Chinese furniture in B&W: historical perspectives from old china

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This particular image was taken from Ralphrepo’s photo stream on flicker and it apparently comes from a book called “The Face Of China As Seen By Photographers & Travelers 1860-1912.” He has a much longer and interesting commentary with a snip in which the furniture itself is mentioned. “Socially, the furniture belies a family of some affluence. The wooden foot stools at the time were used not for the height challenged but rather to provide insulation against having to put one’s feet onto a cold and unheated floor.”

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This  image of a Sedan Chair, is entitled “Bride On Her Way To Wedding, Fuzhou Fujian China” and was taken from Ralphrepo’s photo stream (if you are wondering about the basket, think “wedding veil”).

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This stereoview image also comes from Flickr, this time from Wolfgang Wiggers photostream. It was taken Guangzhou in the  1860’ies (more commonly known at that time as “canton”). Notice the gate leg or “drop-leaf” table seen in the center background

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Another interesting image from Ralphrepo, in which a side view of a vanity can be seen. This particular image was also taken in Canton in 1868 by John Thomson.

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From a German photographic album with photographs from the Tsingtau (Qingdao) area around 1900. This  image also comes from Wolfgang Wiggers flickr page.

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A bit of a gruesome image, this photo was taken in the early 1900’s during the boxer rebellion. Nevertheless it it shows a very common long bench and farm table in a typical environment. This particular one has been modified to suite modern use by shortening the depth. The inset stone panel is not original.

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This image was found on a Chinese website and really needs no introduction…

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By the way, if you are interested in seeing more of these fascinating images, here are a few potential books worth checking out:


Another unique, though not quite as gruesome image taken in 1900 and  entitled  “Chinese punishment: whipping a lawbreaker.” Notice the frame unit in which the prisoner is bent across? Though I would assume this piece was purpose built, it nevertheless suspiciously looks quite similar in form to the base of a Chinese standing screen. Or maybe a large stacking food box…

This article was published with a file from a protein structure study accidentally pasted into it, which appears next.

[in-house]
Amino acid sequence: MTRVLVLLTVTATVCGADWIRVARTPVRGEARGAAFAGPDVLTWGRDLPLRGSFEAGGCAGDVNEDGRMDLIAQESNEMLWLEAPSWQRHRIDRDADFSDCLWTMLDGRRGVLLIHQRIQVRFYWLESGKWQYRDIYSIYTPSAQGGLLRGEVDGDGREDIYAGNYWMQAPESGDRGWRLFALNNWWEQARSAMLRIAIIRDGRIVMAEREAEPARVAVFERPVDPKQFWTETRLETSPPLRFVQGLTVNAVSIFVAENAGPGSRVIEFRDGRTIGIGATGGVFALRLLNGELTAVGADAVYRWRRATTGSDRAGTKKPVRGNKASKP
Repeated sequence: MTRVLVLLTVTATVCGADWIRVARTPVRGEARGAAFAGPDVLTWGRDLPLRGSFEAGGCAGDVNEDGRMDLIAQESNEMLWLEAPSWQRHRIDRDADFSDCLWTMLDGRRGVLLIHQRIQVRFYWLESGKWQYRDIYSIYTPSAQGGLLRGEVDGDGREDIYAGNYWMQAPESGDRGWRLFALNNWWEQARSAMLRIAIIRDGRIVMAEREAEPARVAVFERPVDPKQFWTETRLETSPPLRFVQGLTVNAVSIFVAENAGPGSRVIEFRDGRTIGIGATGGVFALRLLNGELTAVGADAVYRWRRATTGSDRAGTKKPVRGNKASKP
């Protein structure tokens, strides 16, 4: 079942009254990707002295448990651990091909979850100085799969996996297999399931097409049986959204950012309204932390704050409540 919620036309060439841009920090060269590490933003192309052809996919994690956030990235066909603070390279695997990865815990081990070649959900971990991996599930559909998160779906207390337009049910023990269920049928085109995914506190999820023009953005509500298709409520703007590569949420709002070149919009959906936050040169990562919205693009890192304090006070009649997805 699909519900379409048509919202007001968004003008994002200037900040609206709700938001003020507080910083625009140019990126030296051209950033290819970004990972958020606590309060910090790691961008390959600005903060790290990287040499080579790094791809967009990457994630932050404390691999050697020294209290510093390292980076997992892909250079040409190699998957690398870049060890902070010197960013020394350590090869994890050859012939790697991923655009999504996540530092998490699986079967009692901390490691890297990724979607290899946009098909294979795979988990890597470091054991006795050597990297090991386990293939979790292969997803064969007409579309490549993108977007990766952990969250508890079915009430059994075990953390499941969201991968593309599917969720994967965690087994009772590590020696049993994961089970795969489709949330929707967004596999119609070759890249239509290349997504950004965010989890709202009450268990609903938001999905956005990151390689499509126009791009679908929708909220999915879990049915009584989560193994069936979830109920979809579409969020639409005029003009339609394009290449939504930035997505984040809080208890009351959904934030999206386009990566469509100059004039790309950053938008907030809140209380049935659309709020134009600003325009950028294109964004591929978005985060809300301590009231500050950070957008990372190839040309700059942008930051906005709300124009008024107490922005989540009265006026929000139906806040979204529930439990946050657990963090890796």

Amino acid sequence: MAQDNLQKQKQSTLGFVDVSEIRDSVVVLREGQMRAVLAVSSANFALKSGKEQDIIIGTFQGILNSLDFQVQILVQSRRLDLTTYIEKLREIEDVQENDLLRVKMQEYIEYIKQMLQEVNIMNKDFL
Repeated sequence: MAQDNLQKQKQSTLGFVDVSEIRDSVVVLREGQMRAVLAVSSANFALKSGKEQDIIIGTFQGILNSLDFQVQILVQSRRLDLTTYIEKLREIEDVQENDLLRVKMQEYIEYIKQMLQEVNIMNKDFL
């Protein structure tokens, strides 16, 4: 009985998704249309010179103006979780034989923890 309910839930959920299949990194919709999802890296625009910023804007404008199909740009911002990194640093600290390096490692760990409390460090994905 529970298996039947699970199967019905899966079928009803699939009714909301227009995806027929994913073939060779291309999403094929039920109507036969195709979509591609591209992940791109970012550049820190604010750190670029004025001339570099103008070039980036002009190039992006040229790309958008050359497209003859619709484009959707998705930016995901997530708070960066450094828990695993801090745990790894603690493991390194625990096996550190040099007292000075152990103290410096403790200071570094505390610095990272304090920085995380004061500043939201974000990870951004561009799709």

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A work chest /  toolbox from street vendor

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An antique Chinese wooden barber’s stool. Does your hairdresser have one of these?

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A jewelry box sitting atop a high side table known as a “flower stand.”

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A photo of a  “heavenly wheelbarrow” (the caption on the back of the wheelbarrow says  “Heavenly Wheelbarrow) taken in 1910 in or near Qingdao.


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Bosshard in China offers a comprehensive sweep of black and white photographs and documentary films produced by Swiss photojournalist Walter Bosshard. Living and travelling extensively in China from 1933 to 1939, Bosshard was one of the earliest journalists to record this critical decade in Chinese and world history. Walter Bosshard (1892–1975) was a pioneer in the field of photojournalism. A master of both the word and the photographic eye, he made a name for himself as an adventurer and bridge builder between Asia and Europe, reporting on key political events and daily life.

For those so inclined, you can buy the book here


6 Replies to “Chinese furniture in B&W: historical perspectives from old china”

  1. The pictures of domestic life in China makes feel for how powerless women were in those times. Also what is with the girl with a basket on her head in the second set of pictures.

  2. Basically the bride is not supposed to see anyone before the wedding…. 😉

  3. Dead sexy I say.

  4. You should see the “Xiao Jiao” (the small tiny bound feet) 😉

  5. Great piece of furniture. Chinese furniture is renowned across the world for its elegant look and durability.

  6. I like the jewelry box! Looks great!
    Chinese stool

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